These days…content is king. Well if you want to get technical, content has always been king but this is a blog not a lecture so let’s get on with it!
Your organization has a conference with top-flight presenters and people that know their subject matter better than anyone else going today. It only makes sense you want an Orlando convention video production company to capture it so you can leverage the content to maximize your investment. So what are some important factors you should be considering prior to your conference in regard to capture?
1. Social Proof – The video production company you’re talking to should have links and references/testimonials to at least two conferences they’ve supported in the past. It’s better to see the video sessions live on the organization’s YouTube channel opposed to just the production company’s website because it’s likely to be more authentic.
2. Site Surveys – It may not always be possible but if a video production company offers to do a site survey prior to the conference that’s a good sign! Especially if the venue isn’t being held in a popular hotel or conference setting. Most production company’s that specialize in breakouts are familiar with a number of the venues in their city but from time to time events are held at smaller venues and hotels. If a video producer is making time to check out the location and ask a manager at the venue about house sound feeds and looking for power then you know that you have someone doing their job.
3. Details and Organization – Capturing breakout rooms isn’t just a means of pointing a camera and pressing record. If you have multiple rooms going at the same time, the company has to have sufficient crew to support the client. Probably the number one detail in shooting breakout rooms is sufficient media storage. Let me explain. Today most cameras are tapeless, the footage is captured on media cards….and not necessarily the little cards you might know of that you can pick up at Office Depot or Wal-Mart that cost $15 bucks. If you have a morning full of breakout sessions you have to know you have enough media to capture all of the sessions without losing any of the content. It’s important to back-up the media to an external drive on a laptop, and then back that up to a second drive, because there’s a very real chance that a card may be used again during the day to capture another presentation. Recycling cards is common, that’s why backing up media, and then backing it up again to a 2nd drive is crucial.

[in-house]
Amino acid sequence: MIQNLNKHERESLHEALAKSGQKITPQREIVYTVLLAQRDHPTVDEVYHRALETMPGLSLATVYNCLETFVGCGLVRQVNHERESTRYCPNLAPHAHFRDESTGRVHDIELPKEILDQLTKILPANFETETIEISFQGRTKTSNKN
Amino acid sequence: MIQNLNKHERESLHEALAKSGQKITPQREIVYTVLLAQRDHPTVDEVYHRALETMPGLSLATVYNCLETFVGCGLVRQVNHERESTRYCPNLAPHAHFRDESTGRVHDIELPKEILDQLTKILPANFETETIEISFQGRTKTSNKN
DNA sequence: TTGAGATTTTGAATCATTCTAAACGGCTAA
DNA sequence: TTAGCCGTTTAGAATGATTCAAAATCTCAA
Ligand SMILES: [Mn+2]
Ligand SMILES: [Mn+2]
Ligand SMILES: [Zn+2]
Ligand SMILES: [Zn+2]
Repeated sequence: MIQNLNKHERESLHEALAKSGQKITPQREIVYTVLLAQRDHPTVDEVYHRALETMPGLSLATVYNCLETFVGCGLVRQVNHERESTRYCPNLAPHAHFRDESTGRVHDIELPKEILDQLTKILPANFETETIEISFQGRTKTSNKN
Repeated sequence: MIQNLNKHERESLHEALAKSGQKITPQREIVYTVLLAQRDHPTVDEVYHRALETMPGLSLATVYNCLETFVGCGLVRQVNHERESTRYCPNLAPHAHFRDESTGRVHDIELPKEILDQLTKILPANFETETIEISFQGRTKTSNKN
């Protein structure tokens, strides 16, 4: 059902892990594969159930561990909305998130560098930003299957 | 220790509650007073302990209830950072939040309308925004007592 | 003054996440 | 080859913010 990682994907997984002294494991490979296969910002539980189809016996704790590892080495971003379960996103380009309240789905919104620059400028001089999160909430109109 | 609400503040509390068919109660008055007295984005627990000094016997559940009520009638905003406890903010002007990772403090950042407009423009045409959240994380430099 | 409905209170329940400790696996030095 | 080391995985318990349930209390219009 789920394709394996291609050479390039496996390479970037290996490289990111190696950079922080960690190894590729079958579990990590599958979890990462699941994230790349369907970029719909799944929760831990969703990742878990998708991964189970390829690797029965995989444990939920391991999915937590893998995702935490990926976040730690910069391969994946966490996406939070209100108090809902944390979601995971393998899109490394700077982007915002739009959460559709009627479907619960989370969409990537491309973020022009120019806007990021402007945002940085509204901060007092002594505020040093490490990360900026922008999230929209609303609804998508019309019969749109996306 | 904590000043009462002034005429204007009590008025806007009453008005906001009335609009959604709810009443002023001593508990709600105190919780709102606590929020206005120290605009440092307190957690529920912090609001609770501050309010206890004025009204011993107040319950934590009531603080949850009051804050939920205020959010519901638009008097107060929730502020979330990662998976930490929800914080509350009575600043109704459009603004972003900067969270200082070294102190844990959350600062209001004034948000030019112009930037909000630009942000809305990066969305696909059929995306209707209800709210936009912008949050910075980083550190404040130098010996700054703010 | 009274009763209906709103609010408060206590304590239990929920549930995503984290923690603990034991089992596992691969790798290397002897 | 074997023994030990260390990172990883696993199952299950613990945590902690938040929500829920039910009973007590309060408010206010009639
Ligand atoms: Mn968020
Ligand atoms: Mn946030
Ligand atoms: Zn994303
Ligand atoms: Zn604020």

4. Audio Backup – It’s pretty common for videographers to receive a house audio feed from the hotel or venue that they are in. This ensures that the audio feed from the podium or the wireless microphone that the speaker is wearing will be sent directly to the camera. In most cases that’s sufficient. But like anything it makes sense to have a backup plan. Maybe there’s a chance that XLR cable that was sent to the camera goes bad, what happens then? We like to have backup wired lavalier at the podium taped to the base of the gooseneck microphone and an XLR cable going back to our camera. We’ll have the house feed from the conference room going into Input 1 on our camera and then we’ll have our backup microphone going into Input 2. That way we’re covered in the event anything pops up.
5. Have The Delivery In Writing! - The conference went great, everyone loved the informative breakouts, but when will they be ready? Make sure your company and the video production company have already agreed in writing to a deadline for when the project will be wrapped up and the files delivered. You want to take advantage of the momentum the conference has brought, so having access to those breakout sessions is pretty important. Your employees will be able to review the information and for some who weren’t able to attend, it will be crucial to have. Any proposal that a production company sends to you should have the deadline stated in the agreement for both parties to sign off on.
Capturing an event or speaker live has its challenges. But preparation always wins out in the end.